Stop Crape Murder: Don’t Cut Back Your Myrtles

January 25, 2015


by the Santa Rosa County Extension Service

Proper pruning is one of the most misunderstood of all gardening practices, yet it is one of the most important procedures in a landscape. A common victim of bad, improper pruning is the crape myrtle. Crape myrtles will occasionally need pruning to obtain the desired landscape effect, but many times these plants are butchered for no good reason.

According to Dan Gill, LSU Ag Center Horticulturist, an unfortunate trend in crape myrtle pruning is to lop off their tops, which results in a tree reduced to large branches ending in stubs. The lush growth that occurs at these cut sites appears vigorous but is actually structurally weak and more susceptible to fungus diseases such as powdery mildew. And when pruning is conducted improperly over several years, unsightly large, swollen knobs form at the point where pruning is done each year.

Flowers are not the only virtue of this tree. Many varieties have beautiful bark and growth habits that can be enjoyed all year if trees are not heavily pruned.

Crape murder

This unsightly, ugly pruning known as crape murder is not recommended. Once it’s done, it ruins the tree’s graceful natural shape for the rest of its life.

Often gardeners think they are supposed to prune their crape myrtles that way, and nothing could be farther from the truth. Many think that crape myrtles need to be cut way back to bloom well. This is not accurate. The flower clusters may be larger on lopped trees, but the added weight on the ends of long branches causes them to bend over awkwardly, especially after it rains. And since the tree is smaller, it actually produces fewer flower clusters.

Many people say they need to cut a crape myrtle back because of its size. If the height of the crape myrtle is not causing a problem with a nearby structure or power lines, there is little reason to reduce the tree’s height. To cut a crape myrtle back for the vague reason of “it just seems too large” ignores the fact that these plants are trees. They are supposed to be large.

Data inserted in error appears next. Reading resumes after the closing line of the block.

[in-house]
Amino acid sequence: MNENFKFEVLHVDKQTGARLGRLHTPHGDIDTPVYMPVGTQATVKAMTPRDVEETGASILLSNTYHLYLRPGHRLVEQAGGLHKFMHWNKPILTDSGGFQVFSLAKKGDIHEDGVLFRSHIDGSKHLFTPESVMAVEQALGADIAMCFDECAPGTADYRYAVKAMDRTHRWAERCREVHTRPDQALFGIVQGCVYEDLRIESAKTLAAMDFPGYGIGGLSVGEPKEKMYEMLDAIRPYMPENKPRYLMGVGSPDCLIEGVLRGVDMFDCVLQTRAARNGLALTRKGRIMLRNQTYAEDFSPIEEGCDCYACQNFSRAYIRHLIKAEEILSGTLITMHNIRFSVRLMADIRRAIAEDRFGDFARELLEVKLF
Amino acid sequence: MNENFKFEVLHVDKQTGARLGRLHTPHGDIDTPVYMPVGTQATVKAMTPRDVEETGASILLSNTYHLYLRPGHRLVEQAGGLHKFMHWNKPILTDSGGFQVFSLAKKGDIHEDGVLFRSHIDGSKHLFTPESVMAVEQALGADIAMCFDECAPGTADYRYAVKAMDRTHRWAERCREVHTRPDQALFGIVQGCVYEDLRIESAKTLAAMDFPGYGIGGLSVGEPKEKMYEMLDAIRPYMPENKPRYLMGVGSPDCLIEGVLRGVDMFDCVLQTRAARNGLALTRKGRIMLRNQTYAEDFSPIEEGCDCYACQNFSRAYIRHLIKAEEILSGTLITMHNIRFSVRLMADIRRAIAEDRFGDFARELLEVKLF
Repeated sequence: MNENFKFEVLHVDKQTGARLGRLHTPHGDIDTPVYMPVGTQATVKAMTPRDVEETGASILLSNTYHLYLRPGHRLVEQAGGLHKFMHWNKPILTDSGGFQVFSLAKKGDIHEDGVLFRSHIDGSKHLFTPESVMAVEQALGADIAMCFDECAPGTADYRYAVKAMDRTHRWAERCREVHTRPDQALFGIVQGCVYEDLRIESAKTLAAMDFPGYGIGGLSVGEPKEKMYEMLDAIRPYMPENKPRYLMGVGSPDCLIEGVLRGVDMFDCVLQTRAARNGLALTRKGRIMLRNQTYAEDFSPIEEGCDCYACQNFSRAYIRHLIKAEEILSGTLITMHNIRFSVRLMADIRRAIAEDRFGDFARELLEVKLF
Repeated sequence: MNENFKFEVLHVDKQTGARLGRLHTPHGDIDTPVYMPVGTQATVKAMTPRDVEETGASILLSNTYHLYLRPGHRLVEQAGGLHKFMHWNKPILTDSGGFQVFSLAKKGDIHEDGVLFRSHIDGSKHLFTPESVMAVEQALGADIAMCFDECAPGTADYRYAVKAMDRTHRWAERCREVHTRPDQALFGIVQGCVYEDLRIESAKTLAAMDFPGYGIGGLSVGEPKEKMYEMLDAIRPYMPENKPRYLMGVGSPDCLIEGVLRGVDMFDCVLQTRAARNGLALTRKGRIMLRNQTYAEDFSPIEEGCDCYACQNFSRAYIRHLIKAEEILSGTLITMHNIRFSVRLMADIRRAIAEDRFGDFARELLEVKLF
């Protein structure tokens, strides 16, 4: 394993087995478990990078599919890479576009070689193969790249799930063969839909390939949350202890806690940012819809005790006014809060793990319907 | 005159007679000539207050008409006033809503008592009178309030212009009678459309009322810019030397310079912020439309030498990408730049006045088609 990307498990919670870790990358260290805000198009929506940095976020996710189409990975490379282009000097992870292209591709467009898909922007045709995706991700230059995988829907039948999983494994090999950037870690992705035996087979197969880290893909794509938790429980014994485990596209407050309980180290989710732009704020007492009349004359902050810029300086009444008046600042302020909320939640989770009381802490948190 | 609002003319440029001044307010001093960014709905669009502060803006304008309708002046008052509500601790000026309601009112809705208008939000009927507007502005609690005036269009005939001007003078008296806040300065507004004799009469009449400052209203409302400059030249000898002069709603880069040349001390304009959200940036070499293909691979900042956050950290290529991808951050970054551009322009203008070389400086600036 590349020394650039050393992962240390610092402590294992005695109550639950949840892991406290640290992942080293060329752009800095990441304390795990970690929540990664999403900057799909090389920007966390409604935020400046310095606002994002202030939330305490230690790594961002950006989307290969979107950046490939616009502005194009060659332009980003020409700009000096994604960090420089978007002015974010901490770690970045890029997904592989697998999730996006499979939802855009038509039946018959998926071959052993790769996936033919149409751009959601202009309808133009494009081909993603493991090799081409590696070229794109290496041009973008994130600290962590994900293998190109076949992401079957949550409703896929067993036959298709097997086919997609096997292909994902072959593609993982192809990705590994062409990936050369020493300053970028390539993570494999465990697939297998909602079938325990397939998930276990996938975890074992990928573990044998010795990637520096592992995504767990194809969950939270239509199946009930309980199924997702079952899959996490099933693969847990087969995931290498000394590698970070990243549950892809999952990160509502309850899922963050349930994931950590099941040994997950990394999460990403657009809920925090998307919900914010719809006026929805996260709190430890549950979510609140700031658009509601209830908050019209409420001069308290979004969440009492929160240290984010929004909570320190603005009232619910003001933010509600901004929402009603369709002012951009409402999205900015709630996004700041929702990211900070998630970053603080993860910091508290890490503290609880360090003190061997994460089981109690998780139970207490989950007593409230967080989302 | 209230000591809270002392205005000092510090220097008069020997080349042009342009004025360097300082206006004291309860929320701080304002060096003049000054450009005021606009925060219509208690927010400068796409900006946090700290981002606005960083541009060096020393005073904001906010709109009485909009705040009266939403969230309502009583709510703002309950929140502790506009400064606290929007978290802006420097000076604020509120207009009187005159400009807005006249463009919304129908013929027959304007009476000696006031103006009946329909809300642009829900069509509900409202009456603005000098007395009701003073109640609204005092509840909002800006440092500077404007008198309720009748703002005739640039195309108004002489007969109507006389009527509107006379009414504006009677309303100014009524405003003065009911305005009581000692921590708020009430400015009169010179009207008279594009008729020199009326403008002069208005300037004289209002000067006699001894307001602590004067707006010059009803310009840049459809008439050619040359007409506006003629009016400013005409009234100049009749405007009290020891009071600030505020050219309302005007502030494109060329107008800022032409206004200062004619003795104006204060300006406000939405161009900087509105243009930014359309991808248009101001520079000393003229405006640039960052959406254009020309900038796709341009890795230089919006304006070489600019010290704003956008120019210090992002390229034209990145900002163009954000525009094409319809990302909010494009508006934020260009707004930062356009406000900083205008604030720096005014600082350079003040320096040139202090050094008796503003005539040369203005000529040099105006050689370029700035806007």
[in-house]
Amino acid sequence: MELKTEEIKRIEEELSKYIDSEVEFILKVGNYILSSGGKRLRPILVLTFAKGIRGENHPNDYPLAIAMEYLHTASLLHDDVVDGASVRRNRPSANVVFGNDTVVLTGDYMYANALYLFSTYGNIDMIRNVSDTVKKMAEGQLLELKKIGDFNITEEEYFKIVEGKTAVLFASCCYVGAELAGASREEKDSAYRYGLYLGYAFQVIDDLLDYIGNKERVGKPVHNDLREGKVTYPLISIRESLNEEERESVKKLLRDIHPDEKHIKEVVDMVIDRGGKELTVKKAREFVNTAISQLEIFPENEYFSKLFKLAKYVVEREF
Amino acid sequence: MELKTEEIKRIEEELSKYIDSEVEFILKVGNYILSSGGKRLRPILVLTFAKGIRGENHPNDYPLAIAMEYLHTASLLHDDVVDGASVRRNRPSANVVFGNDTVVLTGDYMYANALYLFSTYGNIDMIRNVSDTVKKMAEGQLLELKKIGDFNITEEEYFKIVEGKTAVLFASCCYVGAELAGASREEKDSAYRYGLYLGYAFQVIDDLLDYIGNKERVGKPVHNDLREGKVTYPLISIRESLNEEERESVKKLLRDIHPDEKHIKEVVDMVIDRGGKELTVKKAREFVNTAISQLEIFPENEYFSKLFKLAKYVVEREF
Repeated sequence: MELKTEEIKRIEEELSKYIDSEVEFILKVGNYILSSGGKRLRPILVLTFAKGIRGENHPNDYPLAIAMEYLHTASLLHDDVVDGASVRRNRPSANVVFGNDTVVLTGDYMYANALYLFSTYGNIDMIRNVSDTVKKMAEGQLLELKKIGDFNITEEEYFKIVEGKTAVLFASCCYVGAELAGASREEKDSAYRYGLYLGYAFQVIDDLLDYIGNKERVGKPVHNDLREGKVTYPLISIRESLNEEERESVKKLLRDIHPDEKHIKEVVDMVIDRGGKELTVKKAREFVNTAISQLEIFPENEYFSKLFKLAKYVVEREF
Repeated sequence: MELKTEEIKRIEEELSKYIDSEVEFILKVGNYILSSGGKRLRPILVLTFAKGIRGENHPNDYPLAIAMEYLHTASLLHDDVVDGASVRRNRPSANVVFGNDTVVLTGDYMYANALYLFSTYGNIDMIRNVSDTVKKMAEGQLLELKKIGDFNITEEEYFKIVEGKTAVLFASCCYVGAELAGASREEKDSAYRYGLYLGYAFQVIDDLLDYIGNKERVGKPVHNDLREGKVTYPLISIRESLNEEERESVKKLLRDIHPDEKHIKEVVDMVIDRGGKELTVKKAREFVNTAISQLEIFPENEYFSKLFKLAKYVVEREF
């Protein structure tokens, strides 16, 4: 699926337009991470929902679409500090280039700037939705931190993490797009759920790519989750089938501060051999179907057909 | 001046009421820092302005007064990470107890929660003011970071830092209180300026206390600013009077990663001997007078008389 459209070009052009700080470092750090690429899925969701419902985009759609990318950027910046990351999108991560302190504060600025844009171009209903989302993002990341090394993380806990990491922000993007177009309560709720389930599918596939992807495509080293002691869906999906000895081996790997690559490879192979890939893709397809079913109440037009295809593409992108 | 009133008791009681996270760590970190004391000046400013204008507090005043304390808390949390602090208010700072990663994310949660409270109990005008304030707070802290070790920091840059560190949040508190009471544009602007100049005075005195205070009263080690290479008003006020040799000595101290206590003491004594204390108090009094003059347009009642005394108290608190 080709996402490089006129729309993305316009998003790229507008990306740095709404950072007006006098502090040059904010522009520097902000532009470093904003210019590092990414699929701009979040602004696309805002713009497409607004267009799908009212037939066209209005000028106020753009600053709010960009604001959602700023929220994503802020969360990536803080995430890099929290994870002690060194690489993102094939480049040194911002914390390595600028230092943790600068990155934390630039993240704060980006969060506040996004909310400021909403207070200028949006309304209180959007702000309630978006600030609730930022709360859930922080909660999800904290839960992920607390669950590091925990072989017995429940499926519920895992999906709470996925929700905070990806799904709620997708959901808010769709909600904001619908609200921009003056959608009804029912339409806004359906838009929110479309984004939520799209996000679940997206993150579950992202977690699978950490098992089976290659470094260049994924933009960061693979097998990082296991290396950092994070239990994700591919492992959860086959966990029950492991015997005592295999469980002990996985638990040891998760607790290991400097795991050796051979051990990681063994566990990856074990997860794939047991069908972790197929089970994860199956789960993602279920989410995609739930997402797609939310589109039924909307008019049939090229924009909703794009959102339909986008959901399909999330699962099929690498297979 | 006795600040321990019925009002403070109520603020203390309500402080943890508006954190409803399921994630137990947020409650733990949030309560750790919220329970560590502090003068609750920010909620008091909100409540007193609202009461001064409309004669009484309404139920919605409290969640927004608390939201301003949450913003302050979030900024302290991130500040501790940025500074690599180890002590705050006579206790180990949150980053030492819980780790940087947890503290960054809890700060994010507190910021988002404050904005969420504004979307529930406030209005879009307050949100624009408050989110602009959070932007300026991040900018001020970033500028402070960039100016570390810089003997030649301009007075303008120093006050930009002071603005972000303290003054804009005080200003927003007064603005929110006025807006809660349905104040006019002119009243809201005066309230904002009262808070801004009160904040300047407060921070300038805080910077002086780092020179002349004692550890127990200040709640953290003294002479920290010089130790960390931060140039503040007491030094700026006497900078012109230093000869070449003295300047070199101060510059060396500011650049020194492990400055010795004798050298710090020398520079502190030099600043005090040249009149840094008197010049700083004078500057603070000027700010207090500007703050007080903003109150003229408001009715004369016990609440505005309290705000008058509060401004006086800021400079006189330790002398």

To prune a crape myrtle properly, first decide if it needs to be pruned. As with any pruning project, you must have a specific, valid purpose in mind before you begin. In other words, if you can’t come up with a good reason to prune your tree – leave it alone. If you do see something that calls for pruning, study the tree carefully and determine what needs to be pruned to accomplish the specific purpose identified.

There are a few valid reasons for pruning a crape myrtle. One reason is to eliminate crossed and rubbing branches because rubbing branches can lead to open wounds.

Over time, branches that are too low on the trunk will need to be pruned to raise the canopy. We often need to remove weak, thin branches from the inner part of the tree to produce a cleaner-looking tree. Selected branches may need to be pruned back to a side branch or the trunk to create a shapelier tree. Of course, you need to prune to keep suckers removed from the base of the trunk.

Generally, avoid cutting back or shortening branches much larger than your finger, although cutting larger branches back to a side branch or to the trunk when needed is fine.

Visitors to our area often marvel over our crape myrtles. During summer, their colorful flowers, attractive bark and beautiful shape make them among our most valuable landscape plants. Please appreciate this – and stop the unfortunate trend of hacking them back.

Pictured top: Crape myrtle trees do not need pruning  for new growth. Pictured below: These Crape myrtles were ruined with unnecessary topping. Submitted photos for


Weber Performs With All State High School Honors Band

January 25, 2015

David Weber of Northview High School was chosen to be in the All State High School Honors Band.  He recently traveled to Tampa to the Florida Music Educators Association Professional Development Conference and All-State Concerts to perform with 123 other students from across the state. Pictured below: Weber performs with guest conductor Barry L. Houser from the University of Illinois at Urbana-Champaign  Submitted photos for click to enlarge.

Ernest Ward Names January Students Of The Month

January 23, 2015

Ernest Ward Middle School has named January Students of the Month. They are: (L-R) Addison Albritton, seventh grade; Amber Gillman, sixth grade; and Dalton Hamilton, eighth grade. Photo for, click to enlarge.